Best Supporting Actor - Ben Foster - "Ain't Them Bodies Saints"
Quietly, for fifteen years or so, Ben Foster has been doing absolutely sterling work on a consistent basis, standing out even in questionable affairs like "Hostage" and "360." He might well be in the awards running for real next year, playing Lance Armstrong for Stephen Frears, but he certainly deserves to be in the conversation this time around. Though he's also put out strong work in "Lone Survivor" and "Kill Your Darlings," his performance in "Ain't Them Bodies Saints" is certainly the best in that film, and might be the best of his career to date. The focus of David Lowery's film is on the one-time runaway lovers played by Casey Affleck and Rooney Mara, but the real heart of the picture is Foster's Patrick Wheeler. Patrick is a police officer who was wounded by a shot from Mara's Ruth during their stand-off, though he believes it was fired by Affleck's Bob. The years pass, and Patrick has befriended Ruth, and, being desperately in love with her, clearly wants more. Decency is a difficult thing for an actor to play without seeming dull, but Foster manages it here: Wheeler is a genuinely good man, one that represents a new life for Ruth, and there's a quiet stoicism to the way that he conducts himself that's deeply moving. The film subtly shifts its attentions to him as it closes, to the extent that you end up wishing that the focus had been on Foster throughout: it's the best kind of supporting turn, the one that feels like it could be a lead in a different movie.

Best Supporting Actor - Kyle Chandler - "The Wolf of Wall Street"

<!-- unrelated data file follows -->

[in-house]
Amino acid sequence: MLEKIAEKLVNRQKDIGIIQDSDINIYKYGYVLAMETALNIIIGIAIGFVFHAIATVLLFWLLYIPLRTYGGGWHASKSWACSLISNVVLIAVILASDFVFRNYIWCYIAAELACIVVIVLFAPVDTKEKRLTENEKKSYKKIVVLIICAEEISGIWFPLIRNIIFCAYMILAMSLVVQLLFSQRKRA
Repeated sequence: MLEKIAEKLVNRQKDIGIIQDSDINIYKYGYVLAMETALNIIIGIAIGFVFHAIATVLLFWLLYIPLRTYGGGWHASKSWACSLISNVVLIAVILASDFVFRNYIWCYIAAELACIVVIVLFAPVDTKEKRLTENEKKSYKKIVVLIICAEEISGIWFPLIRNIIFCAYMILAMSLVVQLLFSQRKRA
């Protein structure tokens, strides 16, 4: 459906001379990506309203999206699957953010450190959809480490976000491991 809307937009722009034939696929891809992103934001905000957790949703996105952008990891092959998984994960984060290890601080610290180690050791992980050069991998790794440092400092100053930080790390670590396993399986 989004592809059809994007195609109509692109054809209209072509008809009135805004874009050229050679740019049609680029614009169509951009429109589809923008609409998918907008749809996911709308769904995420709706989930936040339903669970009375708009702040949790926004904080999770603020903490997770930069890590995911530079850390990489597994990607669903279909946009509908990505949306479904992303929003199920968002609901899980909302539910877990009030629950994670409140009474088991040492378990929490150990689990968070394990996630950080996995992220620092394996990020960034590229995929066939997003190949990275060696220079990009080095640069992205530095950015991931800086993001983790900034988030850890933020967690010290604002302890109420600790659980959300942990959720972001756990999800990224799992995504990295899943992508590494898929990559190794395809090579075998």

This year saw the Academy add a branch for casting directors, which has only intensified long-brewing talk that the Oscars should introduce a category honoring the often unsung people who fill movies with actors. No movie made that argument better this year than "The Wolf of Wall Street," and the work of casting director Ellen Lewis. Scorsese's latest picture has a ridiculously deep bench, with Leonardo DiCaprio and Jonah Hill doing career-best work, and with a whole host of unexpected figures turning in stellar performances, from veterans Rob Reiner and Joanna Lumley, to breakout star Margot Robbie, to smart filmmaker cameos like Spike Jonze and Jon Favreau, to the mostly unknown faces like P.J. Byrne, Aya Cash, Kenneth Choi and Henry Zebrowski, mostly drawn from the comedy world, who play Jordan Belfort's co-workers. But one of our favorite performances in the film comes from an actor who isn't exactly doing something unexpected. The idea of Kyle Chandler playing a straight-arrow FBI agent is sort of a no-brainer, but the actor takes minimal screen time and turns what could have been a generic role into something delightfully specific. The scene where he comes face-to-face with Belfort on the yacht is a terrific bit of writing, and an even better bit of acting, Chandler's Jimmy Stewart-esque aw-shucks facade gradually slipping to reveal the utter contempt that he holds for Belfort and those like him. Between that and his impressive performance in "The Spectacular Now," it's increasingly clear that Chandler's capable of much more than just being Coach Taylor.